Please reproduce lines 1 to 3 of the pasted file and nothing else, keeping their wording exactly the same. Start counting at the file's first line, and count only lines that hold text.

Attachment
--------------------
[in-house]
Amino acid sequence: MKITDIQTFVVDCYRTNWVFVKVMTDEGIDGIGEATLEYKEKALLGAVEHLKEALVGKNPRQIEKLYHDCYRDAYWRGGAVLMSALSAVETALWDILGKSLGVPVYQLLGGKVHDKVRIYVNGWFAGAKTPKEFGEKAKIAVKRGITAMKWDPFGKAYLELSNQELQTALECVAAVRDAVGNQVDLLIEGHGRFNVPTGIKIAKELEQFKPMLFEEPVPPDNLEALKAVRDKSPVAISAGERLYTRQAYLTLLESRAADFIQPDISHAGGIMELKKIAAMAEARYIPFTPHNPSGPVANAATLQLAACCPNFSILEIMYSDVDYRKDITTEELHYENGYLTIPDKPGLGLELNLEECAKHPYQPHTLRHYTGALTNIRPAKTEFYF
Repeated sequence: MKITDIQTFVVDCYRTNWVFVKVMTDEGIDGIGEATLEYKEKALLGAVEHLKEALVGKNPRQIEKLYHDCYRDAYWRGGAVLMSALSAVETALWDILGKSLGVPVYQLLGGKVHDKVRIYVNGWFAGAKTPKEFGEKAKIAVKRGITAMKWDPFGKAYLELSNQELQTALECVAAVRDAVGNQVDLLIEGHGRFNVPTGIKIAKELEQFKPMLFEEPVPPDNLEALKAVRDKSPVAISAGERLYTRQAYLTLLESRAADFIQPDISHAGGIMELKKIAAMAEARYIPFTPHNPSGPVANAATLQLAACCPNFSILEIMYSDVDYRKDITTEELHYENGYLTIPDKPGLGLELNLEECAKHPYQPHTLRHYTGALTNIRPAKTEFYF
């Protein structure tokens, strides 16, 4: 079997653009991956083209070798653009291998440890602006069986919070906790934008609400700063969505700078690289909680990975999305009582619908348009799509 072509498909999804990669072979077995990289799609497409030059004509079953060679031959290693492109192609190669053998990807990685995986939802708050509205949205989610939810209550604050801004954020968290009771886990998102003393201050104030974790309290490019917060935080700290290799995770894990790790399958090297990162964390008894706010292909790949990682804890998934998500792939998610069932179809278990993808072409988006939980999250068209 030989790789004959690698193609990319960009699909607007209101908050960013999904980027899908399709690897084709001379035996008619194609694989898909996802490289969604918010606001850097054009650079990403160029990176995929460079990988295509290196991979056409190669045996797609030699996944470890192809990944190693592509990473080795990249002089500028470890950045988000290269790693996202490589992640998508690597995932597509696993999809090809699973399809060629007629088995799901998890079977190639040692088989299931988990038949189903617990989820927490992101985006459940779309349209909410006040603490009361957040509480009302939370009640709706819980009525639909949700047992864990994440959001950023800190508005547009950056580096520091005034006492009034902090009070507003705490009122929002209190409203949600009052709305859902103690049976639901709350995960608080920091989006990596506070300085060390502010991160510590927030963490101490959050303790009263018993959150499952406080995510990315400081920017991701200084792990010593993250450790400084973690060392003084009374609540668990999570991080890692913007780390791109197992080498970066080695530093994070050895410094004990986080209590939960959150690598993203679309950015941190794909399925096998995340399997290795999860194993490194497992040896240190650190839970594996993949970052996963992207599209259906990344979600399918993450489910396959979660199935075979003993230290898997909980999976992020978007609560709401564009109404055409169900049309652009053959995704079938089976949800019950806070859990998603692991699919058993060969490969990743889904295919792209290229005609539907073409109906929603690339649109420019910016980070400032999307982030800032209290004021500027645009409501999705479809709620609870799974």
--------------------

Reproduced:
[in-house]
Amino acid sequence: MKITDIQTFVVDCYRTNWVFVKVMTDEGIDGIGEATLEYKEKALLGAVEHLKEALVGKNPRQIEKLYHDCYRDAYWRGGAVLMSALSAVETALWDILGKSLGVPVYQLLGGKVHDKVRIYVNGWFAGAKTPKEFGEKAKIAVKRGITAMKWDPFGKAYLELSNQELQTALECVAAVRDAVGNQVDLLIEGHGRFNVPTGIKIAKELEQFKPMLFEEPVPPDNLEALKAVRDKSPVAISAGERLYTRQAYLTLLESRAADFIQPDISHAGGIMELKKIAAMAEARYIPFTPHNPSGPVANAATLQLAACCPNFSILEIMYSDVDYRKDITTEELHYENGYLTIPDKPGLGLELNLEECAKHPYQPHTLRHYTGALTNIRPAKTEFYF
Repeated sequence: MKITDIQTFVVDCYRTNWVFVKVMTDEGIDGIGEATLEYKEKALLGAVEHLKEALVGKNPRQIEKLYHDCYRDAYWRGGAVLMSALSAVETALWDILGKSLGVPVYQLLGGKVHDKVRIYVNGWFAGAKTPKEFGEKAKIAVKRGITAMKWDPFGKAYLELSNQELQTALECVAAVRDAVGNQVDLLIEGHGRFNVPTGIKIAKELEQFKPMLFEEPVPPDNLEALKAVRDKSPVAISAGERLYTRQAYLTLLESRAADFIQPDISHAGGIMELKKIAAMAEARYIPFTPHNPSGPVANAATLQLAACCPNFSILEIMYSDVDYRKDITTEELHYENGYLTIPDKPGLGLELNLEECAKHPYQPHTLRHYTGALTNIRPAKTEFYF